الخميس , يونيو 11 2020

PNG in domestic violence 'emergency'

Woman in Papua New GuineaImage copyright
Human Rights Watch

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Human Rights Watch says that women’s lives in Papua New Guinea are being ruined because of abuse

The government of Papua New Guinea needs to do more to stop “emergency” levels of family violence, campaigning group Human Rights Watch (HRW) says.

It says officials often ignore the fact that women across the country endure brutal attacks from their partners.

At the moment the problem is mainly tackled by NGOs and grassroots activists, HRW says.

It has accused the government of not meeting its obligations to protect women and girls from family violence.

The government has yet to respond to the HRW report, which despite its criticisms does give the authorities some credit for taking “initial steps” to combat family violence.

Image copyright
Human Rights Watch

Image caption

The report says victims of family violence in Port Moresby and elsewhere in the country have little help from the authorities

But it also accuses the government of neglecting survivors’ needs for safety, services and justice, and concludes that women often have no option but to live with abusive partners.

The HRW report, Bashed Up, says that while the exact number of women who experience violence at the hands of a partner is unknown, the last comprehensive survey was carried out in 1992 and it found that family violence occurred in more than two-thirds of households.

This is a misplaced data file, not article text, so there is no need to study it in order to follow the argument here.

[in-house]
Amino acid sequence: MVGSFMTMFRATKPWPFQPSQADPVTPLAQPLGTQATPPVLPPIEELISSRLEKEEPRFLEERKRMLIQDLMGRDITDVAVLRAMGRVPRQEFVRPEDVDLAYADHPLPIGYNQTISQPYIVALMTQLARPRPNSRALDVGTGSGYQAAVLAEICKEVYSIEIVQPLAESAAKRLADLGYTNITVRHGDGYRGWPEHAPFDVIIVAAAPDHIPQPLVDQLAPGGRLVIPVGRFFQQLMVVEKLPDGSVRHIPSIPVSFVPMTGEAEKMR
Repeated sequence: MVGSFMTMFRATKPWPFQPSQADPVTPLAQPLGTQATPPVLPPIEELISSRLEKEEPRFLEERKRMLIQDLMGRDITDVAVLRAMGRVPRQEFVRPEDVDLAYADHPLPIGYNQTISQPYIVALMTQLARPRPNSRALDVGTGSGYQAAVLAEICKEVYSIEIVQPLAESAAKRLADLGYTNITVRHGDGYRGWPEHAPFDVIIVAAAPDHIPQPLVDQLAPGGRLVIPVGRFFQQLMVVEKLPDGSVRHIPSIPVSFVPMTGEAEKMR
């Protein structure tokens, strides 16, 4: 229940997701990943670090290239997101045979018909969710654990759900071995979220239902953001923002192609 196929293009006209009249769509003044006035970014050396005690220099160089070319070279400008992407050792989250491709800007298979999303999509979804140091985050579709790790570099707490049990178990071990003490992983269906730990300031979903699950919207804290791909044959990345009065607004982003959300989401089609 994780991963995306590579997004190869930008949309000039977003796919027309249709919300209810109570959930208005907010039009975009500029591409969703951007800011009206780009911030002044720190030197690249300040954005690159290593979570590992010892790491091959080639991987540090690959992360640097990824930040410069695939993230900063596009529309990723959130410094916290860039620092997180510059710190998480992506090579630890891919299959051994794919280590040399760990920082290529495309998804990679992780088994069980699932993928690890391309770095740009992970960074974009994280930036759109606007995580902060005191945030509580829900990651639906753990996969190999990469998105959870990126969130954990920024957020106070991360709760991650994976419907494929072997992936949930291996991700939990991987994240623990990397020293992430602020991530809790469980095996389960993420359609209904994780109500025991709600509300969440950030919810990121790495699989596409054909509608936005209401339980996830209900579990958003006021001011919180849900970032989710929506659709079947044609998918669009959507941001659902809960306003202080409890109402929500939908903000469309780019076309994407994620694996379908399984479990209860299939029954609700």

“Activists say the violence remains pervasive today,” the report says, adding that victims still find themselves ignored by police and courts.

It cites a 2013 study in Bougainville, an autonomous region of the country, where 80% of men who had ever had a partner reported that they had perpetrated physical or sexual violence against them.

The HRW report is based on 46 interviews, including with victims. It makes no statistical claims on the prevalence of family violence in the country but does highlight “systemic problems” in addressing the issue.

It says that while the government deserves praise for developing a strategy to handle gender-based violence – including the formation of a human rights commission – many lives are being devastated in the meantime.

The report calls on the government to implement family protection legislation, increase public awareness of family violence and ensure the police properly investigates crimes.

Campaigners say that steps must also be taken to stop husbands from levelling sorcery accusations against their wives as an excuse to re-marry.

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